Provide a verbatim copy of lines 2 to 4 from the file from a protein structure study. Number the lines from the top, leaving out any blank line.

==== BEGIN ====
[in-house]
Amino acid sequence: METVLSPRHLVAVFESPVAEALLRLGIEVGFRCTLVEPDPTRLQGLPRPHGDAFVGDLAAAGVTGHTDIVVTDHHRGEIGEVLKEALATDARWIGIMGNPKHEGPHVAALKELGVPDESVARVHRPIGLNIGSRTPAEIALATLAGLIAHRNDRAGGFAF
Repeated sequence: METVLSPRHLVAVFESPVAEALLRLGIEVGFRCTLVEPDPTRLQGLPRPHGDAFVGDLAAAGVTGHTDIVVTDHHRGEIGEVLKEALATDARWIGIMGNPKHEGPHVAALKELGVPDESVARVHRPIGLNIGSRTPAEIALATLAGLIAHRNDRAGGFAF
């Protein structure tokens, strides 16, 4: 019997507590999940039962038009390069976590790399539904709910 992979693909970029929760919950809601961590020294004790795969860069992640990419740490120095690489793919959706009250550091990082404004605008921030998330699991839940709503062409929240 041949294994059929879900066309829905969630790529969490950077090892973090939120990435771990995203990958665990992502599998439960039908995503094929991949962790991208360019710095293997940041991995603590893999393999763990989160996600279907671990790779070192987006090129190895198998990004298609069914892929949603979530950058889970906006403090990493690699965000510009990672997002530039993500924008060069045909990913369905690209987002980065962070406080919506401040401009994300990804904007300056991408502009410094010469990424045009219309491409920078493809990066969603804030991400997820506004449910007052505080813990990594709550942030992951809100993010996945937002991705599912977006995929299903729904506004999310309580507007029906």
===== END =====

Amino acid sequence: METVLSPRHLVAVFESPVAEALLRLGIEVGFRCTLVEPDPTRLQGLPRPHGDAFVGDLAAAGVTGHTDIVVTDHHRGEIGEVLKEALATDARWIGIMGNPKHEGPHVAALKELGVPDESVARVHRPIGLNIGSRTPAEIALATLAGLIAHRNDRAGGFAF
Repeated sequence: METVLSPRHLVAVFESPVAEALLRLGIEVGFRCTLVEPDPTRLQGLPRPHGDAFVGDLAAAGVTGHTDIVVTDHHRGEIGEVLKEALATDARWIGIMGNPKHEGPHVAALKELGVPDESVARVHRPIGLNIGSRTPAEIALATLAGLIAHRNDRAGGFAF
């Protein structure tokens, strides 16, 4: 019997507590999940039962038009390069976590790399539904709910 992979693909970029929760919950809601961590020294004790795969860069992640990419740490120095690489793919959706009250550091990082404004605008921030998330699991839940709503062409929240 041949294994059929879900066309829905969630790529969490950077090892973090939120990435771990995203990958665990992502599998439960039908995503094929991949962790991208360019710095293997940041991995603590893999393999763990989160996600279907671990790779070192987006090129190895198998990004298609069914892929949603979530950058889970906006403090990493690699965000510009990672997002530039993500924008060069045909990913369905690209987002980065962070406080919506401040401009994300990804904007300056991408502009410094010469990424045009219309491409920078493809990066969603804030991400997820506004449910007052505080813990990594709550942030992951809100993010996945937002991705599912977006995929299903729904506004999310309580507007029906």